No clear evidence in Cashless Debit Card Evaluation
The Government’s long overdue Evaluation of the CDC in Ceduna, East Kimberley and the Goldfields Region: Consolidated Report has been publicly released over a year and a half after it was due.
"I can see why the Government has been holding on to this report and wouldn’t release it before the Senate debated the extension of the Card late last year. It has nothing definitive to back up the grand claims the Government has been making about this scheme for many years now.
"As I recall, the Cashless Debit Card was going to get people to find work, stop gambling, stop drinking and stop taking illicit drugs. Their evaluation supports none of these grand claims.
"The evaluation is quite clear that it is not possible to attribute changes in trial sites to the Cashless Debit Card alone.
"This evaluation is full of qualifiers like “complex findings” and that “the findings from this evaluation are mostly nuanced and specific, that is, they are findings that may apply up to a point and for some people, but not for others.”
"What the evaluation has found is that “the quantitative evidence suggested that under the current circumstances the majority of CDC participants would prefer to opt out of the CDC trial” and that “feelings of discrimination, embarrassment, shame and unfairness as a result of being on the Card were reported across all trial sites by a majority of CDC participants.”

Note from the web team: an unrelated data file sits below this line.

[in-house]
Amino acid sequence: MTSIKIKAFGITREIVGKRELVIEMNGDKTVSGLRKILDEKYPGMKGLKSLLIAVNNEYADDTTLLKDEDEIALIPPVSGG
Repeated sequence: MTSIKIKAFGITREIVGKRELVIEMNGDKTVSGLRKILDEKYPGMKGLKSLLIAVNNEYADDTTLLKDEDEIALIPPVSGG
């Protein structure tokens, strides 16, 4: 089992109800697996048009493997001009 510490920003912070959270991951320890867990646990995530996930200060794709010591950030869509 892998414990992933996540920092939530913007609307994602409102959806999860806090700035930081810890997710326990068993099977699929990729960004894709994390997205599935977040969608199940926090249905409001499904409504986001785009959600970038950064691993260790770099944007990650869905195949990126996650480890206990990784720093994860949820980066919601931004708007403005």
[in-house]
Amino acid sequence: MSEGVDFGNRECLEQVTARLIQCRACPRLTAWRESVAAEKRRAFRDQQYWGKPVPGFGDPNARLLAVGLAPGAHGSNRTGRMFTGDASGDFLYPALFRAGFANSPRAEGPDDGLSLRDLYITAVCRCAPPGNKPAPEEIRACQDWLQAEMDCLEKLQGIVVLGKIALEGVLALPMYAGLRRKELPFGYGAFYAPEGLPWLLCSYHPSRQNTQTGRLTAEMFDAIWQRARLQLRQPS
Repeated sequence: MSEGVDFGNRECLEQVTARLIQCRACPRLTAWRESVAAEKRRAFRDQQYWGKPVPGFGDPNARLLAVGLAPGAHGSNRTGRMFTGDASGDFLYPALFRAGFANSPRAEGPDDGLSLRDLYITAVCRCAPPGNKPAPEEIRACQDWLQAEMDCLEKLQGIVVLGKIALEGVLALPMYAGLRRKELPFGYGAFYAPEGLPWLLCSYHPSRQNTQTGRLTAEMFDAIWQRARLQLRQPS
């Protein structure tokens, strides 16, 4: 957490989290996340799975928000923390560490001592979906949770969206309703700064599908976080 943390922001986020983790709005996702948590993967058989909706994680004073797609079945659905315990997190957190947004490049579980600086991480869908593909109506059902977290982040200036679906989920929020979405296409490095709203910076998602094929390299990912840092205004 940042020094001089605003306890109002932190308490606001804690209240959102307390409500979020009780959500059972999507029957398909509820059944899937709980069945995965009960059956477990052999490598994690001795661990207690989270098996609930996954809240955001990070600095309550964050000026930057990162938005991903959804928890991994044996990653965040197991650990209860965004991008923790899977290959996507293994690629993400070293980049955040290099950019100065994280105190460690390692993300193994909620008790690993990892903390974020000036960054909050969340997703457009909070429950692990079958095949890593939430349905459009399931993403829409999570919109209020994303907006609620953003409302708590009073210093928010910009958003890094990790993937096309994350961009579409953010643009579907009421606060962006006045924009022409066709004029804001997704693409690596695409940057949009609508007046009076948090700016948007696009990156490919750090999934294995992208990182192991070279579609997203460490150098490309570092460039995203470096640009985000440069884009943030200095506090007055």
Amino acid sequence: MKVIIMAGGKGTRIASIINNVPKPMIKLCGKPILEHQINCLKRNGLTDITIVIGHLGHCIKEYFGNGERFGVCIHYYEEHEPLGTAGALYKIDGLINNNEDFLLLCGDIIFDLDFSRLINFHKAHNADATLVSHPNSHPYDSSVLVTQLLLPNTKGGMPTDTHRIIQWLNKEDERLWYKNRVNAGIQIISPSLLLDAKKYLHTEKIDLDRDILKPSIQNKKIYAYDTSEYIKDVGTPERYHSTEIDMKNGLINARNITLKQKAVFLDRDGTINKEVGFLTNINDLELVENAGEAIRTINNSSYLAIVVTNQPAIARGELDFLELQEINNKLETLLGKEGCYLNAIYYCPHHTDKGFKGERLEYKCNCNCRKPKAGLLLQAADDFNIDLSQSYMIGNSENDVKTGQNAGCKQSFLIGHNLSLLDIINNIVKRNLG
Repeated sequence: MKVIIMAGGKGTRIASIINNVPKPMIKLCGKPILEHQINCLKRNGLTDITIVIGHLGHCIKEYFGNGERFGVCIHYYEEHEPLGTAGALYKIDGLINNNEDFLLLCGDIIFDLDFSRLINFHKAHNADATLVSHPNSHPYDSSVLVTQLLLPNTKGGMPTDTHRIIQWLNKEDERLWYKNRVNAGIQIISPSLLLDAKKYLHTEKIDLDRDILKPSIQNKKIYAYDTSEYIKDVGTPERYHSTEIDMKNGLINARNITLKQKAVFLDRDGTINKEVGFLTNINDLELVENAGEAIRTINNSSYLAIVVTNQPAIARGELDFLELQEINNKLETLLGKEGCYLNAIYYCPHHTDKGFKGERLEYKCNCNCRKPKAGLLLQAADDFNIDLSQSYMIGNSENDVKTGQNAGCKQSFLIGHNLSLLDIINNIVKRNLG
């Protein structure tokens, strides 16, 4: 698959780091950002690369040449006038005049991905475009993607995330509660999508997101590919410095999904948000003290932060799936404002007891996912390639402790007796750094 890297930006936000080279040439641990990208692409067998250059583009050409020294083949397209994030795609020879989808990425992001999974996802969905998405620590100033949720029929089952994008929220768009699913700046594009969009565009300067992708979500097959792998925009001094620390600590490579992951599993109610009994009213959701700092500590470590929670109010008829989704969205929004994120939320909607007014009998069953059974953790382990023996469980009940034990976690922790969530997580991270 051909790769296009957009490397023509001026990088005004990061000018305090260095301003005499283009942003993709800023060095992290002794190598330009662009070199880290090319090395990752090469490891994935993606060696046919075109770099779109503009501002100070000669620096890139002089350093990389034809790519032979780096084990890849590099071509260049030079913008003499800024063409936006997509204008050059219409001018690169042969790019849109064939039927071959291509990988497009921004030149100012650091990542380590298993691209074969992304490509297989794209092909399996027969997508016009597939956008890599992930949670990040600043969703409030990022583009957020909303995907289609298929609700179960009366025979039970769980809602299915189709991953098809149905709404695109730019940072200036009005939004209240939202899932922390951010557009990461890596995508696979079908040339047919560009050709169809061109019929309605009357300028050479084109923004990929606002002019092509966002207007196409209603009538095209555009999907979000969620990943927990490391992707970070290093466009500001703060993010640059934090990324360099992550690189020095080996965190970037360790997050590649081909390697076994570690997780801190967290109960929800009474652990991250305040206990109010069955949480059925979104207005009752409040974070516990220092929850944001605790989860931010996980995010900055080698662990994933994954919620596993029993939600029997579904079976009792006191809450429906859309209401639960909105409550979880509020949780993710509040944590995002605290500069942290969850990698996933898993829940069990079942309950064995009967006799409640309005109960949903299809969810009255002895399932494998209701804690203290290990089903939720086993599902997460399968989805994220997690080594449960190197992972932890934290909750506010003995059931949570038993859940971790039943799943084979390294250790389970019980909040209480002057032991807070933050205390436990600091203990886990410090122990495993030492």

"If the Government is going to make such significant interventions in people's lives, then they need robust evidence.
"The evaluation itself notes the difficulty in evaluating the so-called trials because they were never set up to be properly evaluated. A point that was repeatedly made when the Card was first introduced.
"These trials were always about targeting First Nations peoples, stigmatising people on income support and those with addiction issues rather than addressing the underlying causes of disadvantage.
"The card is racist and discriminatory and should be abandoned."